SP's Airbuz - - Newsbrief -

The Govern­ment of Ja­pan is pro­mot­ing tech­no­log­i­cal co­op­er­a­tion be­tween lo­cal

in­dus­try and Boe­ing in air­craft elec­tri­fi­ca­tion and high-rate com­pos­ites man­u­fac­tur­ing with the aim of ex­pand­ing the coun­try’s tra­di­tion­ally limited roles in air­craft man­u­fac­tur­ing. Ja­panese in­dus­try has for decades,

had a strong pres­ence in mak­ing air­craft struc­tures and en­gine parts, noted Hiroyuki Hatada, the Di­rec­tor of the Min­istry’s Aero­space and De­fence In­dus­try Divi­sion. But it has been largely un­able to chal­lenge for­eign mak­ers of on­board sys­tems, com­pa­nies that have en­trenched po­si­tions and en­joy the low costs of high vol­umes.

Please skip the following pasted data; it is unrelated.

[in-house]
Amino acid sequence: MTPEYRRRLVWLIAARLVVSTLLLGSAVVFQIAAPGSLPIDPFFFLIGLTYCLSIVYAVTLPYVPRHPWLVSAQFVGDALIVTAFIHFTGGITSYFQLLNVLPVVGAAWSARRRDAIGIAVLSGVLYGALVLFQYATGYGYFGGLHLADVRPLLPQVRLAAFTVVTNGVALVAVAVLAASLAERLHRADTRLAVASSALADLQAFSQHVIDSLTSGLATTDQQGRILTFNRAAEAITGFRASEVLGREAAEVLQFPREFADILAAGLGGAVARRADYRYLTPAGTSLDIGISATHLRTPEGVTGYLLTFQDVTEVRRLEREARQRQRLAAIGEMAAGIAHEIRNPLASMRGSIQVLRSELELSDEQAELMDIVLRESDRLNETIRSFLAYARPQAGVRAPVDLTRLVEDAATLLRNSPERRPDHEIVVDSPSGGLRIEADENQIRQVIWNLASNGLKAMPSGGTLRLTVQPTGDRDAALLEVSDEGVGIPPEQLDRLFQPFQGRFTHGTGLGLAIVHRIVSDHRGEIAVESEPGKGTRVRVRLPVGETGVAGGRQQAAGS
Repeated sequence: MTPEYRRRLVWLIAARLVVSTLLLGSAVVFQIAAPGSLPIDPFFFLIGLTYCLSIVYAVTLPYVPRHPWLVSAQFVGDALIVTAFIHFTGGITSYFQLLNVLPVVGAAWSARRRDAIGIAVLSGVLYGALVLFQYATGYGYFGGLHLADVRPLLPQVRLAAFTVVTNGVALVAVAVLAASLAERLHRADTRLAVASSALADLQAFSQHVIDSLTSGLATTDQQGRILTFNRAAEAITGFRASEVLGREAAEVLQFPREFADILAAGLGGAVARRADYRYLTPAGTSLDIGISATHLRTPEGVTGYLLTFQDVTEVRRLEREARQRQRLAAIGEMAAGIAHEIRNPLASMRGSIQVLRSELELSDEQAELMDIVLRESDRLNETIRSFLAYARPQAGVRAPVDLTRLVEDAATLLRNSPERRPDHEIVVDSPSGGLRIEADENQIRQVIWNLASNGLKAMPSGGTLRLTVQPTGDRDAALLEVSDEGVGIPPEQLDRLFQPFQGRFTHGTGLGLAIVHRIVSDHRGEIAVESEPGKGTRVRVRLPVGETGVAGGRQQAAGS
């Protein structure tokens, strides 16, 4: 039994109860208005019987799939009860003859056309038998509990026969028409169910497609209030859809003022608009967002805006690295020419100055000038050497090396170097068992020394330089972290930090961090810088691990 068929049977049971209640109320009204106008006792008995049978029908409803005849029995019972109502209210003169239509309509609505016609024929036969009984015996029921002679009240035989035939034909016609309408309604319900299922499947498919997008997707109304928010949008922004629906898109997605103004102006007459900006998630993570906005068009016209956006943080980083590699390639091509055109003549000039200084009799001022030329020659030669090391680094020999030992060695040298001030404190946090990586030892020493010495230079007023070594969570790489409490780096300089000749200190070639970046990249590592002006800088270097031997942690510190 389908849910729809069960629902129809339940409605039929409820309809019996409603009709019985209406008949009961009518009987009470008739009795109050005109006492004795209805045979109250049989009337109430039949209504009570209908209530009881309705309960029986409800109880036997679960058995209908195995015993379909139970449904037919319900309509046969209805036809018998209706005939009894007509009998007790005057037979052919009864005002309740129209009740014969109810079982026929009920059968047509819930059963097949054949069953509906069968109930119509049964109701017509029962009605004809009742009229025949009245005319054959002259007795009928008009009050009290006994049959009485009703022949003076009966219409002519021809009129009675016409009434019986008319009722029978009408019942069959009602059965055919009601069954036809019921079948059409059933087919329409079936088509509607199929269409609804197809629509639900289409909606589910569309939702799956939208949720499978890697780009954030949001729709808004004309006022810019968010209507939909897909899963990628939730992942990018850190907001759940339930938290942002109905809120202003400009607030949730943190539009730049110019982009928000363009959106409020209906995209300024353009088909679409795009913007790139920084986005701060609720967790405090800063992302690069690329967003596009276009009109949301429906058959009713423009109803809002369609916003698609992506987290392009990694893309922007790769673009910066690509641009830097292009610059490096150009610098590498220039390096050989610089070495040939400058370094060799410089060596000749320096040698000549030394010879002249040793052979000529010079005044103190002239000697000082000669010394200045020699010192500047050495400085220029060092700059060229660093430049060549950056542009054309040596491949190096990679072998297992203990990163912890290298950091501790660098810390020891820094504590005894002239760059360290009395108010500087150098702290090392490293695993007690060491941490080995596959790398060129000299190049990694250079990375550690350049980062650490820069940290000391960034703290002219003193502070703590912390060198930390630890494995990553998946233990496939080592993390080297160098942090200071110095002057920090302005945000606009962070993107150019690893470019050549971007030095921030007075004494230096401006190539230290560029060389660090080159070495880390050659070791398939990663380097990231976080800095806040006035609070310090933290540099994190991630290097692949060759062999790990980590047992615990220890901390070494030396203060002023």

Now prospec­tive changes in air­craft tech­nol­ogy are pre­sent­ing Ja­pan with op­por­tu­ni­ties to foray into ar­eas of the in­dus­try where ev­ery­one is go­ing back to square one or close to it. If a new tech­nol­ogy largely dis­places an old one and prompts ma­jor changes in man­u­fac­tur­ing or sys­tem de­sign, in­cum­bent man­u­fac­tur­ers lose many of their ad­van­tages.Ap­pli­ca­tion of new elec­tric tech­nol­ogy to air­craft is seen as one such op­por­tu­nity. It was listed along­side high-rate, low-cost com­pos­ites man­u­fac­tur­ing and au­to­ma­tion in the agree­ment that the Min­istry signed with Boe­ing in Jan­uary this year. Also close is the use of new tech­niques for mak­ing com­pos­ites more quickly and more cheaply as low costs can fol­low from high pro­duc­tion rates. A third area of tech­nol­ogy in the agree­ment with Boe­ing is greater au­to­ma­tion in air­craft man­u­fac­tur­ing, with ob­vi­ous value to in­creas­ing pro­duc­tion rates.

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